“You can imagine that these conversations around impact fees, especially in the cities that have been more amenable, are already on the radar and moving through some jurisdictions, whereas more traditionally politically conservative communities are more resistant,” Vaikona said. “If we want to be able to produce [a specific] amount of housing by a certain time, we can agree on the outcome, but the pathways or activities that cities can do, such as changing a code that lends itself to more favorable zoning, can vary depending on context.”

Lift to Rise is pursuing its housing agenda in conjunction with a number of economic development strategies. Responding to the high costs of utilities and a high proportion of residents without bank accounts, the organization is piloting a utility discount program and lending circles in partnership with Mission Asset Fund.

At the center of both the organization’s housing and economic development agendas is a focus on fostering unprecedented collaboration as a way to get results at the regional level.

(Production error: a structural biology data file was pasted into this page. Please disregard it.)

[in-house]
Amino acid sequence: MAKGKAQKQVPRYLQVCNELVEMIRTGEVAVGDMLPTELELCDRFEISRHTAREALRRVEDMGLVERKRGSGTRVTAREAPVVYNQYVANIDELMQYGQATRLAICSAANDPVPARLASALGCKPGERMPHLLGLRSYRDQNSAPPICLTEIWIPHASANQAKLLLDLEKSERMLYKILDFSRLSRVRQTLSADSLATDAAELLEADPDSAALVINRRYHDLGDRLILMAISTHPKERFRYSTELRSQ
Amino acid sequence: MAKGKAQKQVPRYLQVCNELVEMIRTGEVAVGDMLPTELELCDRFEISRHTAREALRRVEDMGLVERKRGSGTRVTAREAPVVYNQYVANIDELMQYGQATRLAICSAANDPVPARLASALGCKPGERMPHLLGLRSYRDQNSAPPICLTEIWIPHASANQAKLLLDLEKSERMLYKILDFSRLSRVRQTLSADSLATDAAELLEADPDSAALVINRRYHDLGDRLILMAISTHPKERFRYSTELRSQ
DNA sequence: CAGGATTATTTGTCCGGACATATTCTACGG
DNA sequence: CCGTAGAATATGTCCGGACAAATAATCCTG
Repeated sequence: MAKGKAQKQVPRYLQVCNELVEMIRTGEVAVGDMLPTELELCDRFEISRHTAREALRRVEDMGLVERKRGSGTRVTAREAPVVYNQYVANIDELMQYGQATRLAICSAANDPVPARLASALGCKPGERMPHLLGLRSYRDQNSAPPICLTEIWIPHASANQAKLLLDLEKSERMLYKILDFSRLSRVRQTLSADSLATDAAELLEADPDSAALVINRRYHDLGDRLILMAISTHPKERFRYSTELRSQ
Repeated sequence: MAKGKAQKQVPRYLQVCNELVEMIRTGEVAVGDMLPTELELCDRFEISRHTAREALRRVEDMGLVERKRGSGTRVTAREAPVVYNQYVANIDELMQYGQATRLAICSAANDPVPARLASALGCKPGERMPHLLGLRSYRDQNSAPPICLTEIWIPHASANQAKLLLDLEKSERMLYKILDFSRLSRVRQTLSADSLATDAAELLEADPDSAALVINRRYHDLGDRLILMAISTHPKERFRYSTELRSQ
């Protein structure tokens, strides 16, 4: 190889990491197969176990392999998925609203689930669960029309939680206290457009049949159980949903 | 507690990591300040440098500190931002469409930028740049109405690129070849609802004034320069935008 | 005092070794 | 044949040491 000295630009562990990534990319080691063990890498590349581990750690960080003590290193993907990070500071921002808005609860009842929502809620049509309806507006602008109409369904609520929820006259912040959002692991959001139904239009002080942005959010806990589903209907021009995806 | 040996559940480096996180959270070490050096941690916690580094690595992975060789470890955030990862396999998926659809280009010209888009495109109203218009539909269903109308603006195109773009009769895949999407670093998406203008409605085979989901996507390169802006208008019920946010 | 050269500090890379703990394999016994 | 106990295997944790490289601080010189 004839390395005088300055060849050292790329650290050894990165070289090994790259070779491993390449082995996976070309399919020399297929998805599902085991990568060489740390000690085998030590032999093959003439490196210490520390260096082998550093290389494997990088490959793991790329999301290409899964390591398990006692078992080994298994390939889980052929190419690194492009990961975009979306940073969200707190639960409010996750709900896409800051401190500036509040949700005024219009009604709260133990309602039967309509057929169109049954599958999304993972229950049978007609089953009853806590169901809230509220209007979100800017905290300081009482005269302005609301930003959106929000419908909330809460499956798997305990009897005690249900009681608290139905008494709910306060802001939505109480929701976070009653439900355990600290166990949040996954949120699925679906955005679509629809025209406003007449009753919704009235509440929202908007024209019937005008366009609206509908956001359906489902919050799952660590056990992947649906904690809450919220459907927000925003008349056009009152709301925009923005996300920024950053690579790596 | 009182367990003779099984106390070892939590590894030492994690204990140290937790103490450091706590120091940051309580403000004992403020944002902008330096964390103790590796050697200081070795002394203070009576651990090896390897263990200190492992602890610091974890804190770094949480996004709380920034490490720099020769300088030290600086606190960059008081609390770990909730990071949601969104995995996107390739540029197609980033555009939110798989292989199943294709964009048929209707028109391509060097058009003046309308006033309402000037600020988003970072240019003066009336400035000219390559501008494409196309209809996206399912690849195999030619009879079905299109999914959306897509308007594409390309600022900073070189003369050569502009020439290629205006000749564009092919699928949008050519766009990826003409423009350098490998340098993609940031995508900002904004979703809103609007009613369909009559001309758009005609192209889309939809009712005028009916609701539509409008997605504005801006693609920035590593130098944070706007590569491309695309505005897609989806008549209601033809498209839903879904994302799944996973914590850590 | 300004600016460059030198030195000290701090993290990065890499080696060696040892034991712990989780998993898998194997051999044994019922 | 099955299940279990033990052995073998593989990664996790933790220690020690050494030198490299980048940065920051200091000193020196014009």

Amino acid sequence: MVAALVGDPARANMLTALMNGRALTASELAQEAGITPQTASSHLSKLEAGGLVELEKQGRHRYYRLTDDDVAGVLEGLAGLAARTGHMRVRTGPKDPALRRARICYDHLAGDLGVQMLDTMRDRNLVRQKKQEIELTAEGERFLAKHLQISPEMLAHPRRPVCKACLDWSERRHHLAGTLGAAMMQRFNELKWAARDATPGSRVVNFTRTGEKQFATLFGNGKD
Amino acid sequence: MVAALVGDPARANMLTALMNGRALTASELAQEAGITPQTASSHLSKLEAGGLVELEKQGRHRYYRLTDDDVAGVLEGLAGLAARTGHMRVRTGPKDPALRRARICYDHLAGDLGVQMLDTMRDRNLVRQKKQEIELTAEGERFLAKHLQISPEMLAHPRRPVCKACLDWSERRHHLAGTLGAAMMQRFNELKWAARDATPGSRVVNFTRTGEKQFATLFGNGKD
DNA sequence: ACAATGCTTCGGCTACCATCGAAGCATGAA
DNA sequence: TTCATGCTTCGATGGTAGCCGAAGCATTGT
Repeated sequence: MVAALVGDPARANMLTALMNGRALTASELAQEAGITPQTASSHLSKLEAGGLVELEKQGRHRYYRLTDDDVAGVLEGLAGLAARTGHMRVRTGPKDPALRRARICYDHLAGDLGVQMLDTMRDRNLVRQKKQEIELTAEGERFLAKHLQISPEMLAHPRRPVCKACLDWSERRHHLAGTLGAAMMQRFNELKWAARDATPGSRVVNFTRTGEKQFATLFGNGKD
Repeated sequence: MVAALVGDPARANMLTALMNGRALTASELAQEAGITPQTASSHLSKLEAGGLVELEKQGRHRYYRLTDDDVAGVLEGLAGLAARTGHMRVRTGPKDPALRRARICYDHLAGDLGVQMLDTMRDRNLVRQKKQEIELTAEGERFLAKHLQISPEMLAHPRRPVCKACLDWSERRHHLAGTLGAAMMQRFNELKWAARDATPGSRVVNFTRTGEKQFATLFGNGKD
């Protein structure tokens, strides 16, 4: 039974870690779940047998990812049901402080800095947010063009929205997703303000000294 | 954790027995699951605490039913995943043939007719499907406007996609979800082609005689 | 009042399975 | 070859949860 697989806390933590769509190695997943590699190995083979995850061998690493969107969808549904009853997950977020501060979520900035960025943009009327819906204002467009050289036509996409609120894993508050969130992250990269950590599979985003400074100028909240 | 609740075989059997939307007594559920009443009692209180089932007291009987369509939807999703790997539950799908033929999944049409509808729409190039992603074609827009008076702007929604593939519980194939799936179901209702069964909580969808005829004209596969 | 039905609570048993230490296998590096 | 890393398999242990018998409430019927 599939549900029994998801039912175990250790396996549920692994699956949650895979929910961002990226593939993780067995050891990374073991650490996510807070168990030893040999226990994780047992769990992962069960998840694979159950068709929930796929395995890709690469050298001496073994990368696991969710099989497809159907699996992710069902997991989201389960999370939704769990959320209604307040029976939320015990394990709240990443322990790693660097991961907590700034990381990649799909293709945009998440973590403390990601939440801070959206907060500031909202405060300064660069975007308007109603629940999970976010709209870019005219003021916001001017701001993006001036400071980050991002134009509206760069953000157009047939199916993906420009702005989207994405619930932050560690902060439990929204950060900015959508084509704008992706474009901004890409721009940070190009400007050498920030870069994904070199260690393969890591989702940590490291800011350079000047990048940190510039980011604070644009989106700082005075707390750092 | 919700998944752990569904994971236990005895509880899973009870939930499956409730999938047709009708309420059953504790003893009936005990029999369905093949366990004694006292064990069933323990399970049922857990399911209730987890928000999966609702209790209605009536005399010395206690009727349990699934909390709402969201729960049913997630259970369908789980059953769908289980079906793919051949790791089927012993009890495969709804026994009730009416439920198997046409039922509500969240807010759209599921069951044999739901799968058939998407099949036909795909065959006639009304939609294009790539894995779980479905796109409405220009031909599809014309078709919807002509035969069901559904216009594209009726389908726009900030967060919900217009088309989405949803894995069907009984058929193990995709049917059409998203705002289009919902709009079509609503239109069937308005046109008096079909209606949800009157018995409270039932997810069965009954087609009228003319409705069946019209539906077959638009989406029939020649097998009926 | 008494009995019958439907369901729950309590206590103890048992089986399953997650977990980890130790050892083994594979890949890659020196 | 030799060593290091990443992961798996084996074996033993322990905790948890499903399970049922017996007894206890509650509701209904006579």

“Lift to Rise got its name from an East Valley resident who came to the Valley because he believed that when the sun rises, it rises for everyone. This is both the vision and core belief that drives our work,” Palafox said.  “You have half a million people all with really different experiences. We are figuring out how to ensure that resident voice isn’t just informing the work, but driving it. There are not a lot of places that are working at the scale of geography we are working at. We don’t have it right or perfect, but the intense collaboration resulting from this project bodes well. Our highest aspiration is realizing residents’ vision for the future.”

 


 

Emma Zehner is communications and publications editor at the Lincoln Institute of Land Policy.

Photographs (in order of appearance):

Aerial view of the Coachella Valley. Credit: Noé Montes.

Projected units were estimated using allowable density and available acreage. Multi-family unit count includes 16 single-family units. Credit: Lift to Rise.

The housing fund will start by seeking to attract $100 million to $150 million in investments in the form of credit enhancements and grants, program related investments from foundations, capital from community development finance institutions, and private capital. Credit: Lift to Rise.